Latest U.S. Department of Justice News

The Senate side of the U.S. Capitol at sunrise on Monday, Jan. 20, 2020, in Washington. The impeachment trial of President Donald Trump will resume in the U.S. Senate on Tuesday.  (AP Photo/Jon Elswick)

Justice Dept. memos back defiance of impeachment subpoenas

Jan. 20, 2020 6:47 PM EST

WASHINGTON (AP) — The White House on Monday released Justice Department legal opinions meant to bolster its case for defying subpoenas from Congress in the impeachment inquiry of President Donald Trump. One opinion, dated Sunday, says Trump administration officials were free to disregard subpoenas sent...

The Stewart Detention Center is seen through the front gate, Friday, Nov. 15, 2019, in Lumpkin, Ga. The rural town is about 140 miles southwest of Atlanta and next to the Georgia-Alabama state line. The town’s 1,172 residents are outnumbered by the roughly 1,650 male detainees that U.S. Immigration and Customs Enforcement said were being held in the detention center in late November. (AP Photo/David Goldman)

AP visits immigration courts across US, finds nonstop chaos

Jan. 19, 2020 12:02 AM EST

LUMPKIN, Ga. (AP) — In a locked, guarded courtroom in a compound surrounded by razor wire, Immigration Judge Jerome Rothschild waits -- and stalls. A Spanish interpreter is running late because of a flat tire. Rothschild tells the five immigrants before him that he’ll take a break before the...

FILE - In this May 8, 2014, file photo, then Baylor University President Ken Starr testifies at the House Committee on Education and Workforce on college athletes forming unions. in Washington. President Donald Trump's legal team will include former Harvard University law professor Alan Dershowitz and Ken Starr, the former independent counsel who led the Whitewater investigation into President Bill Clinton, according to a person familiar with the matter. The team will also include Pam Bondi, the former Florida attorney general. (AP Photo/Lauren Victoria Burke, File)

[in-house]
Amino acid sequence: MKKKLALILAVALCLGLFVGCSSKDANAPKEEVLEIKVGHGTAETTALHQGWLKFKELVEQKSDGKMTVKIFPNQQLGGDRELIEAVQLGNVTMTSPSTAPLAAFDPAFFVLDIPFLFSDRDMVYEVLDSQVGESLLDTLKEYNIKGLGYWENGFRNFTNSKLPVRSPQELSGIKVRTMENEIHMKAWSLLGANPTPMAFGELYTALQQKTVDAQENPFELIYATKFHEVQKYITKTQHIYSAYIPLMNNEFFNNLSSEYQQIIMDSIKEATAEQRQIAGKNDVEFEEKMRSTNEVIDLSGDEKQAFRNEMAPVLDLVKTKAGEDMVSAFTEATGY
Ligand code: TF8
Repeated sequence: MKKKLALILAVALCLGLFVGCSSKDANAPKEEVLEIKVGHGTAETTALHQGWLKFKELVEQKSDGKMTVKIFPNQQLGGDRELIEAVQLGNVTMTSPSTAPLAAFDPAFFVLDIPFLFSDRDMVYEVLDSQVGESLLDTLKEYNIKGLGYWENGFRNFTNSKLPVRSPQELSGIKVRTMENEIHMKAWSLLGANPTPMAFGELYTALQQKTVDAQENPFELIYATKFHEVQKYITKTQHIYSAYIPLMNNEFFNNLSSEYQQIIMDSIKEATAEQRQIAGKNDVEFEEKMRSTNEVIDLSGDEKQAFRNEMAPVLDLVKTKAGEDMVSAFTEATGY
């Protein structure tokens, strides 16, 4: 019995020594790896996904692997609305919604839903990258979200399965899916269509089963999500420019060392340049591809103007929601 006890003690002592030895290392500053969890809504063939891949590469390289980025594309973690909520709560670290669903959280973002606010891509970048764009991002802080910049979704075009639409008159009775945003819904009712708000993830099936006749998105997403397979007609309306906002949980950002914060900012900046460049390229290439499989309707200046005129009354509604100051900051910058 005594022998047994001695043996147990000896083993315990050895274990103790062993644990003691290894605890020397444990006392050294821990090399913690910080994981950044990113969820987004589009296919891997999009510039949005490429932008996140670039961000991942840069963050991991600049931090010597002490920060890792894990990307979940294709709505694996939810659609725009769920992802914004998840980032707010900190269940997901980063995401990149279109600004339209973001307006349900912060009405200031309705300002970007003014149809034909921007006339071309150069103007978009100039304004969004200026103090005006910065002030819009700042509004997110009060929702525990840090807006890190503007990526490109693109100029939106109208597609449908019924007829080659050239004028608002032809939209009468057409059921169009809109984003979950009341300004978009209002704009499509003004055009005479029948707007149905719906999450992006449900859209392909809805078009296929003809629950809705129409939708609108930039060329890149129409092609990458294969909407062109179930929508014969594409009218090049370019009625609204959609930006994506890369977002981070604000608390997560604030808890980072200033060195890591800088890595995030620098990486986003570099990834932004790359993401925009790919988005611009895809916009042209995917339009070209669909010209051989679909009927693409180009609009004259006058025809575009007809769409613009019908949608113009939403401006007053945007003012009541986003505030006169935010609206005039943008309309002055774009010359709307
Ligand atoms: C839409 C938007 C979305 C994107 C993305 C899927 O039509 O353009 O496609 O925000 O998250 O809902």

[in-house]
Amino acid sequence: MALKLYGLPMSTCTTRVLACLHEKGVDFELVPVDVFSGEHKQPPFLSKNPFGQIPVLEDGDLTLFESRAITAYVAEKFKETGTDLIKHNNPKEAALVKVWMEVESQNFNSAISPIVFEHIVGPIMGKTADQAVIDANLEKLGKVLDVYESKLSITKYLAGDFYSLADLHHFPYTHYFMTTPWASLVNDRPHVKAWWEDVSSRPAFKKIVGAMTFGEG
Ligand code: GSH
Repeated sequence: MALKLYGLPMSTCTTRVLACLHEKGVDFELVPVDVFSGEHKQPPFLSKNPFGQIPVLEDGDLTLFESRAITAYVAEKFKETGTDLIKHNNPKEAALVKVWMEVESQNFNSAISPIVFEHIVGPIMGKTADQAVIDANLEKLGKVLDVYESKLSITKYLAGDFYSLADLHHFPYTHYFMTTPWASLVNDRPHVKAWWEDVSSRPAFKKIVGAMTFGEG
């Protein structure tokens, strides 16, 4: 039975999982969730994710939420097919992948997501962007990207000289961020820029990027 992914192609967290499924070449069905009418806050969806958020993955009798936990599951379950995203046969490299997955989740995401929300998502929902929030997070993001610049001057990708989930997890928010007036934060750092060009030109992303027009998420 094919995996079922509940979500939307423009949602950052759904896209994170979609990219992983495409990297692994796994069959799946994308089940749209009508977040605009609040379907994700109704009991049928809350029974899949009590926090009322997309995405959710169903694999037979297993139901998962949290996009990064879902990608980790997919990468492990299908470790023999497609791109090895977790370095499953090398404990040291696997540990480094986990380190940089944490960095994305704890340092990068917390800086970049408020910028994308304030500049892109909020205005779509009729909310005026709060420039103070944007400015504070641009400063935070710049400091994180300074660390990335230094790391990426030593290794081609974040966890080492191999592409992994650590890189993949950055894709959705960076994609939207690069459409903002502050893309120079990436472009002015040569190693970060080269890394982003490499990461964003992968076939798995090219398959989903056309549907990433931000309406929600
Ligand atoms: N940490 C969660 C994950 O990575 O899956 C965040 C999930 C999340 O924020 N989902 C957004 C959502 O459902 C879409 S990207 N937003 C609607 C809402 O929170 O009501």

Who's who on Trump's legal team for impeachment trial

Jan. 18, 2020 12:24 AM EST

WASHINGTON (AP) — President Donald Trump’s legal advocates for his Senate impeachment trial will include a pair of well-known attorneys who have vigorously defended Trump on television and played roles in some of the most consequential legal dramas in recent history. Among those assisting White...

Alaska man given 9 years in prison for heroin distribution

Jan. 17, 2020 11:22 PM EST

KENAI, Alaska (AP) — An Alaska man was sentenced to nine years in federal prison for distributing large quantities of heroin throughout the Kenai Peninsula, authorities said. Matthew Sean Bremond, 32, of Soldotna was sentenced Jan. 15, The Peninsula Clarion reported Thursday. Bremond pleaded guilty in...

FILE - In this Jan. 13, 2020, file photo Attorney General William Barr and FBI Deputy Director David Bowdich, second from left, address reporters at the Justice Department in Washington to announce results of an investigation of the shootings at the Pensacola Naval Air Station in Florida. An an image of an iPhone is displayed at left. The Justice Department has placed a high national-security priority on its probe of the incident, insisting that investigators must get access to data from two locked and encrypted iPhones that belonged to the alleged gunman, a Saudi aviation student. (AP Photo/J. Scott Applewhite)

AP Explains: The Justice Department's new quarrel with Apple

Jan. 17, 2020 3:15 PM EST

WASHINGTON (AP) — The deadly shooting of three U.S. sailors at a Navy installation in December could reignite a long-simmering fight between the federal government and tech companies over data privacy and encryption. As part of its probe into the violent incident, deemed a terrorist act by the government,...